While identity theft affects people of all different age groups, more and more senior citizens are becoming targets of this crime.
There are a few different reasons why older people fall prey to identity thieves:
- After a lifetime of saving, they have more money than younger people
- More people have access to their personal info, thanks to nursing homes and the health care system
- Seniors tend to be more trusting and may not see the signs of identity theft
- Older people are less likely to report identity theft out of fear of losing their independence
Fortunately, there are steps seniors and their caregivers can take to avoid falling victim to identity theft.
- On the web
The rise of the internet has created a wealth of opportunity for identity thieves who target older people.
For example, they might email you pretending to be from a reputable company and ask for personal information, or fish through your social media posts and then use that info to steal from you.
Seniors should never give any personal information out through an unsecured source such as email or on the phone and avoid sharing personal information – such as their birthdate – on social media.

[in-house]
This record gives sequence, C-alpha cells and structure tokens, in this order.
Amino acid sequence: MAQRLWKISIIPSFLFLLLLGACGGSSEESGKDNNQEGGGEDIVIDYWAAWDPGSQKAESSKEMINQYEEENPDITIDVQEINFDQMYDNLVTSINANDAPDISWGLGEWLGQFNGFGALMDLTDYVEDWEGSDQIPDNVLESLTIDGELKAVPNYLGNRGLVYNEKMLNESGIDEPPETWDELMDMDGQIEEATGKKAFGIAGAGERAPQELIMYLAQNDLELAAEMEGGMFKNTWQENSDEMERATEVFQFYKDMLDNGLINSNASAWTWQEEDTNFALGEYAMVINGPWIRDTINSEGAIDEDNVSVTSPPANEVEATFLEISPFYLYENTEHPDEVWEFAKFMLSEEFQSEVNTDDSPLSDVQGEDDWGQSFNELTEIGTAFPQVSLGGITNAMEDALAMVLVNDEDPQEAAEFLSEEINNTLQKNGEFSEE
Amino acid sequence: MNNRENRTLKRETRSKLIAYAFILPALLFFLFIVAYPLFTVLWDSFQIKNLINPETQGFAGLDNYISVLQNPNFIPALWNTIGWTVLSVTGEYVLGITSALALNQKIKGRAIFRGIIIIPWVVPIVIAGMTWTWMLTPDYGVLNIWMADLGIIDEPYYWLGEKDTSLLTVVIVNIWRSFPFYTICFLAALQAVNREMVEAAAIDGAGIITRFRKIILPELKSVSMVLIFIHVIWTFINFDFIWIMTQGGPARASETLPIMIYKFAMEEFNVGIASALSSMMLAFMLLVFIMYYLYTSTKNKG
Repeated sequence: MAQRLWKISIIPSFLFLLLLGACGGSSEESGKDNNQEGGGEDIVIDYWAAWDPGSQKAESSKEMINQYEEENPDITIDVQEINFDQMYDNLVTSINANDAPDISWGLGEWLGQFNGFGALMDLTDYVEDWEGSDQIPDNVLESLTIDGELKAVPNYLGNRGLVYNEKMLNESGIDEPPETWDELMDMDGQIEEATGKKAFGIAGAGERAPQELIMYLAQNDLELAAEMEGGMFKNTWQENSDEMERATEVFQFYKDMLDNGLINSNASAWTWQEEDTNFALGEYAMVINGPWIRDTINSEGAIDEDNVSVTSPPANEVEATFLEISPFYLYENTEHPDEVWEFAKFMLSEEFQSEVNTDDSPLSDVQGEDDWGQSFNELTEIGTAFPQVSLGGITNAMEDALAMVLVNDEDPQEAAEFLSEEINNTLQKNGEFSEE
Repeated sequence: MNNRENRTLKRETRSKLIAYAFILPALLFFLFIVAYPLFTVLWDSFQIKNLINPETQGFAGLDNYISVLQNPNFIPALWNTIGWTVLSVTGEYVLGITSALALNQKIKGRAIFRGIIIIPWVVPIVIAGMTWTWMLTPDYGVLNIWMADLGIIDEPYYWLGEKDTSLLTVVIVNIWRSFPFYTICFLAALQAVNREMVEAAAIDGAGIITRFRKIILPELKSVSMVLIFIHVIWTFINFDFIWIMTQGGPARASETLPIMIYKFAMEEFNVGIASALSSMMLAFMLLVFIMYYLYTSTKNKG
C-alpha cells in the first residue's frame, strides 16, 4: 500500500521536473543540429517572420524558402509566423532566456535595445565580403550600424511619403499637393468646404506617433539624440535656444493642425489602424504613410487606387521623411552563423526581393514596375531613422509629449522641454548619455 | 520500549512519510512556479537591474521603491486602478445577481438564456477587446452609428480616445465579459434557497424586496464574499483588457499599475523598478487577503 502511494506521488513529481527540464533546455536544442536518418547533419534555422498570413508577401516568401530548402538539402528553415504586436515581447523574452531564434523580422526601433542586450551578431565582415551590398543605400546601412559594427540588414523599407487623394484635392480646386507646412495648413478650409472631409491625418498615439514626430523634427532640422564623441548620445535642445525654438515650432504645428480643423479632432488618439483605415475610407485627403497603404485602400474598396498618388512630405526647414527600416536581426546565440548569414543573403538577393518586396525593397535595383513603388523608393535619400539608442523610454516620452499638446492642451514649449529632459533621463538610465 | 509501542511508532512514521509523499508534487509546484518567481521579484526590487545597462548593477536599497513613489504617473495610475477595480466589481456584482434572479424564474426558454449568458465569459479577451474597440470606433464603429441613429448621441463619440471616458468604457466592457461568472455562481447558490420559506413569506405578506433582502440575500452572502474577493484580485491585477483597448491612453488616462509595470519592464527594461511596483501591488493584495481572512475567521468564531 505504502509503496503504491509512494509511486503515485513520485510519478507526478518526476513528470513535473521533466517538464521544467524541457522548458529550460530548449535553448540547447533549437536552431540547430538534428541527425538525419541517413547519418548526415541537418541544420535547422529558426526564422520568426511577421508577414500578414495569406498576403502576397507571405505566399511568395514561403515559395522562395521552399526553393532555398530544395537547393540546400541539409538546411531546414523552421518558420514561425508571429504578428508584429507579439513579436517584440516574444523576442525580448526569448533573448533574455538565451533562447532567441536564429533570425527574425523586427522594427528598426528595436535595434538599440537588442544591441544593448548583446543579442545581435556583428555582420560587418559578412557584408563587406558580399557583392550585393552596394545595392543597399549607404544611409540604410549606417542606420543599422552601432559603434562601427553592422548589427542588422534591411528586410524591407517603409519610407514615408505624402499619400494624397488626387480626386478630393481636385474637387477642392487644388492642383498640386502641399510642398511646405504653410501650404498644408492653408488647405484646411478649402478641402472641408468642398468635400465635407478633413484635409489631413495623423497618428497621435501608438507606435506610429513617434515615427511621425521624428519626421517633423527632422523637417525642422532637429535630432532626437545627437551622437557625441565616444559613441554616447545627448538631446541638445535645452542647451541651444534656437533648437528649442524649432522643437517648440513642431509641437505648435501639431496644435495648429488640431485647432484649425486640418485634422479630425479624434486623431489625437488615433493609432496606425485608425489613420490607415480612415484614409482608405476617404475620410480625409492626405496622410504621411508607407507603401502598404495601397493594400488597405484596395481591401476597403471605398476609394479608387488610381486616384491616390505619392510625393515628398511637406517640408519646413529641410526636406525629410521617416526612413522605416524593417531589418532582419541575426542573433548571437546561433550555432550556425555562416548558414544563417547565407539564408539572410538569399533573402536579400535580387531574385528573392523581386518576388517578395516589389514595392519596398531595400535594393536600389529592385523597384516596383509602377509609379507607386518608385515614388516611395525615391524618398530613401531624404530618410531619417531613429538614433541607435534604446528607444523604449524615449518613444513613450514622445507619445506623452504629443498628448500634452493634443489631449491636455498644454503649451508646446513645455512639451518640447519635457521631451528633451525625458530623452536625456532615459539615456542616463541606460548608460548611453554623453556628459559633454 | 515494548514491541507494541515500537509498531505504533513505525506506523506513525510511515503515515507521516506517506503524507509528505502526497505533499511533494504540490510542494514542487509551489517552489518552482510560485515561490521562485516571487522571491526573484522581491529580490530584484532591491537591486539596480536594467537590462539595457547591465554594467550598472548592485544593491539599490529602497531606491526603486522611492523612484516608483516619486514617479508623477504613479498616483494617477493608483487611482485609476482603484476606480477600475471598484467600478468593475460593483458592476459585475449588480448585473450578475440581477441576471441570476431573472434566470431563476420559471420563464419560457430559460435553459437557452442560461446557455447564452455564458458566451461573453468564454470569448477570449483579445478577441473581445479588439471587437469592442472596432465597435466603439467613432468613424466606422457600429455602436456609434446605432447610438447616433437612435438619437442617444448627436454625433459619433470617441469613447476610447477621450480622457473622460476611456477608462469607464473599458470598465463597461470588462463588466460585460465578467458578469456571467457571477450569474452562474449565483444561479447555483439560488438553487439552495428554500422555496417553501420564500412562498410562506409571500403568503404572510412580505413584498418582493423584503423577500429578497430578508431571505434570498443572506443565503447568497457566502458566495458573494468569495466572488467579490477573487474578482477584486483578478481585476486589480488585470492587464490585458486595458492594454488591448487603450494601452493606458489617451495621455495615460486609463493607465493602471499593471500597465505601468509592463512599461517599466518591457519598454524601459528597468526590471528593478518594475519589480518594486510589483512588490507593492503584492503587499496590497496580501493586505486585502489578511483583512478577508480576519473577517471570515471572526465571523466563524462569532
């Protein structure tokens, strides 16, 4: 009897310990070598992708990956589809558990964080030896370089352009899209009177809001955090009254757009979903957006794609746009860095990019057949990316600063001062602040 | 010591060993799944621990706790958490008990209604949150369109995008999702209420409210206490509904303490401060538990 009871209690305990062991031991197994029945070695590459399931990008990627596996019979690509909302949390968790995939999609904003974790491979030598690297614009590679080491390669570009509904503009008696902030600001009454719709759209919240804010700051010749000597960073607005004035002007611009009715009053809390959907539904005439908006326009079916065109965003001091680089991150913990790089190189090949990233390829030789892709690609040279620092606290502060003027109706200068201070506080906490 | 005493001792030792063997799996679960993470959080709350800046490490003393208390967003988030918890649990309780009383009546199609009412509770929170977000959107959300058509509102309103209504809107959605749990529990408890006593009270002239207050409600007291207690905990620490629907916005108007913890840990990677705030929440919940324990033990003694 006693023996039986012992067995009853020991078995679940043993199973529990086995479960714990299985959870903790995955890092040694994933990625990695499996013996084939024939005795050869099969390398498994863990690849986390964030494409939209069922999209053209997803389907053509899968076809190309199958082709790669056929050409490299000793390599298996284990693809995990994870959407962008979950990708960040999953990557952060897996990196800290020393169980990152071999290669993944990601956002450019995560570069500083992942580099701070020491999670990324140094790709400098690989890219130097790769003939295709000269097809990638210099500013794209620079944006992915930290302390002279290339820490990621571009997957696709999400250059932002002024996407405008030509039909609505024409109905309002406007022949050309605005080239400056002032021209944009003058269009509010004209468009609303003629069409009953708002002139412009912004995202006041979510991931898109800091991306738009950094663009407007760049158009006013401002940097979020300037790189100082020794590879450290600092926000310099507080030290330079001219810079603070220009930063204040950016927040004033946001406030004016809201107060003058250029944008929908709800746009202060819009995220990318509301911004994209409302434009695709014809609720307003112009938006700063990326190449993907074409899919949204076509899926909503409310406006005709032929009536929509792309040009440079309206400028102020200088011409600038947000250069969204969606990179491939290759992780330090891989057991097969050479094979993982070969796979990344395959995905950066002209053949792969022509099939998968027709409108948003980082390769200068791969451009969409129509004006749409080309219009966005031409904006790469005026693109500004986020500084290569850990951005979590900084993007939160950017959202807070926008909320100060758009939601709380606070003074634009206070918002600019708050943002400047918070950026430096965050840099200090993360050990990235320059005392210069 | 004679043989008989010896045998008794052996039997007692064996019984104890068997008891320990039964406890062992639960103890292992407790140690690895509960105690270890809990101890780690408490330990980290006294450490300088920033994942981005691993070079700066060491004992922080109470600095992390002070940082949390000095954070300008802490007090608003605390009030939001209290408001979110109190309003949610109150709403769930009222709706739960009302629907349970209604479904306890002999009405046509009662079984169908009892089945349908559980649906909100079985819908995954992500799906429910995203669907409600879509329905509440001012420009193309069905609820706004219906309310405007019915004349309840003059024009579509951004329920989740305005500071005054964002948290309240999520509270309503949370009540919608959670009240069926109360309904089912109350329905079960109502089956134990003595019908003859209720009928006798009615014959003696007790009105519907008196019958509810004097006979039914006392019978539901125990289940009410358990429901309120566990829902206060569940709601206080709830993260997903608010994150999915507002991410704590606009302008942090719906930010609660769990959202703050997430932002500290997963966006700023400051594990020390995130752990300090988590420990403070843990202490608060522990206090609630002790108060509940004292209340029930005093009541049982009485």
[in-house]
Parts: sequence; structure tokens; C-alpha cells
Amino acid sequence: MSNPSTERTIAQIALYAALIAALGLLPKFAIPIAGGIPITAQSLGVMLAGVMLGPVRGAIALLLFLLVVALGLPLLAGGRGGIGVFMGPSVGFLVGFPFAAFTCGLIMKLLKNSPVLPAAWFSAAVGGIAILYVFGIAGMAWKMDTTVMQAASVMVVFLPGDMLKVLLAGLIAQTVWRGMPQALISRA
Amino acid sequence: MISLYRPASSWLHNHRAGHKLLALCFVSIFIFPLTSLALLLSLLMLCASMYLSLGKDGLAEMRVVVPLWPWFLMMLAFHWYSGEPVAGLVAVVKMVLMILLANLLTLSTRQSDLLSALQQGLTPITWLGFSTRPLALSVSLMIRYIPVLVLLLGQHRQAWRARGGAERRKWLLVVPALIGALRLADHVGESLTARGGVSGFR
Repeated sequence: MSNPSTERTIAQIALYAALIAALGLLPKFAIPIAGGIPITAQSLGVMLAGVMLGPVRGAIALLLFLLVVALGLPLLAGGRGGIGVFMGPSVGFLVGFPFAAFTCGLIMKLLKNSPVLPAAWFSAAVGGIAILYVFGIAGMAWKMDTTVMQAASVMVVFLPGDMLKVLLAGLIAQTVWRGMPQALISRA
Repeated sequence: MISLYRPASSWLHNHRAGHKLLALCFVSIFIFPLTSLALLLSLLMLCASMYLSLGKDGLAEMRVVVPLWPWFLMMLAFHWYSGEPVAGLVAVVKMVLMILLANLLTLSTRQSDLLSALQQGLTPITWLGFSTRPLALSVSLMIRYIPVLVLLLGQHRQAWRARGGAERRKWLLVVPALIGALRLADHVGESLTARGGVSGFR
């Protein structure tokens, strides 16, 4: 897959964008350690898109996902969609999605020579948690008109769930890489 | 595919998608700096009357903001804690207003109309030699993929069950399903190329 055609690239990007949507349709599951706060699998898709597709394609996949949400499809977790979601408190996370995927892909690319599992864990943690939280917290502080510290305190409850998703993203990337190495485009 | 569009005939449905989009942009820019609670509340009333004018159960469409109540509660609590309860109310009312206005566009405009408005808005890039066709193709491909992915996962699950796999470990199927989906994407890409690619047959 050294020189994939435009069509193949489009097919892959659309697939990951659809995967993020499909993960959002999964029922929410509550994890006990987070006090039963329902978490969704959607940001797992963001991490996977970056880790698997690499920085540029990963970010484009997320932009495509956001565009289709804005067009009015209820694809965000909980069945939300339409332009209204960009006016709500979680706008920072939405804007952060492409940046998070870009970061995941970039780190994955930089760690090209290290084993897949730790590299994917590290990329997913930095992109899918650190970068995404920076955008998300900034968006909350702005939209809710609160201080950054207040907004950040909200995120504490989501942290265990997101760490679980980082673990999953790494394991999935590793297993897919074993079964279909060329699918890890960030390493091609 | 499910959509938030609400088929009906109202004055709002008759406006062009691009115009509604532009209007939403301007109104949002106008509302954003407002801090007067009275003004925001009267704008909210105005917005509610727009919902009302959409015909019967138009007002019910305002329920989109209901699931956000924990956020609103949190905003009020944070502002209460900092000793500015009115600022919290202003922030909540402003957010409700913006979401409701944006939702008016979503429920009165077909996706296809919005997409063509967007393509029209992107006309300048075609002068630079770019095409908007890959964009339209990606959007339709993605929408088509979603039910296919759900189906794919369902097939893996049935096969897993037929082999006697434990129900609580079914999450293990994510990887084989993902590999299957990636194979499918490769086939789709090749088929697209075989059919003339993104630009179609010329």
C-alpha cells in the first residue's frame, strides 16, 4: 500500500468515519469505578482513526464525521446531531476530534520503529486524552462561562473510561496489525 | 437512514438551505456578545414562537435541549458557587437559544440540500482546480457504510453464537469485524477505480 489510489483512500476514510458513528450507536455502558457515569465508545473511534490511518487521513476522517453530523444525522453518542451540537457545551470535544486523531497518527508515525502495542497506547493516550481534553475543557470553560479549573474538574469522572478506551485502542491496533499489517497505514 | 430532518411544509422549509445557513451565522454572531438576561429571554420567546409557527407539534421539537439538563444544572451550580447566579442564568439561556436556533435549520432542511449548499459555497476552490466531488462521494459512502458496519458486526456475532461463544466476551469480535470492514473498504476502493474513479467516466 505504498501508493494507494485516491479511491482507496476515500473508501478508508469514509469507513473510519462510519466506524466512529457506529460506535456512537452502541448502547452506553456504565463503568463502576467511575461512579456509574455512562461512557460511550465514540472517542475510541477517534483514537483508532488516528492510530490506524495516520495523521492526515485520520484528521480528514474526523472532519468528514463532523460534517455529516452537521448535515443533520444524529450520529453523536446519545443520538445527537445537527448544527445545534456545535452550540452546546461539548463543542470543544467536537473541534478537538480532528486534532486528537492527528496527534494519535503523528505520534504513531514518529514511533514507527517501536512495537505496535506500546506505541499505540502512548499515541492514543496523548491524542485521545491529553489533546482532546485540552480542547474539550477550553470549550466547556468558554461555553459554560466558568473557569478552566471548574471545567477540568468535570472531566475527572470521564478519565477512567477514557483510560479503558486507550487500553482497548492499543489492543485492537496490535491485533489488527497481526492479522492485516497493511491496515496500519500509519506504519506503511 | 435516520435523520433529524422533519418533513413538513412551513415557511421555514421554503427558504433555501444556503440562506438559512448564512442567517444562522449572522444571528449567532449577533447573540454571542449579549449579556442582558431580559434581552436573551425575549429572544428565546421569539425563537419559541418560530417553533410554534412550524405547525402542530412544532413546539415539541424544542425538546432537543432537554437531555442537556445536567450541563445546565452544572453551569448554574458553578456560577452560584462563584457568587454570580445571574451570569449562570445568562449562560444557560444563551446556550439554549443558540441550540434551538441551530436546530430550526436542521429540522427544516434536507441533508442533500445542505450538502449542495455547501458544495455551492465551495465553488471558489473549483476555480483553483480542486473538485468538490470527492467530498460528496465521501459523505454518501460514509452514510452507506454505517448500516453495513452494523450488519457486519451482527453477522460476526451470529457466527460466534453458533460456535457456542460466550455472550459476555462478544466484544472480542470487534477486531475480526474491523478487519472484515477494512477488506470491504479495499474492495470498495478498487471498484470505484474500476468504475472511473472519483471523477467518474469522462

- On paper
Not every identity thief works online. Some still steal the old-fashioned way, using your paperwork.
Keep track of any important papers and store them in a safe or locking file cabinet. If you travel, or are spending time in the hospital, have your mail stopped or arrange for someone to pick it up each day.
Pay close attention to your bank accounts and credit cards, and shred old paperwork, receipts and mail and be careful when disposing of receipts in public places.
- Protecting yourself
The best way older people can protect themselves against identity theft is by educating themselves and their loved ones on common scams, and by using a monitoring service that monitors your online account and social security number.
There are also some legal tools to keep seniors safe from identity theft. How you title assets can make a difference in whether they can be stolen, and setting up a trust can protect against theft and fraud.
If you need help setting up a legal plan to guard against identity theft, the firm of Newman Elder Law can help. Contact us today to learn more.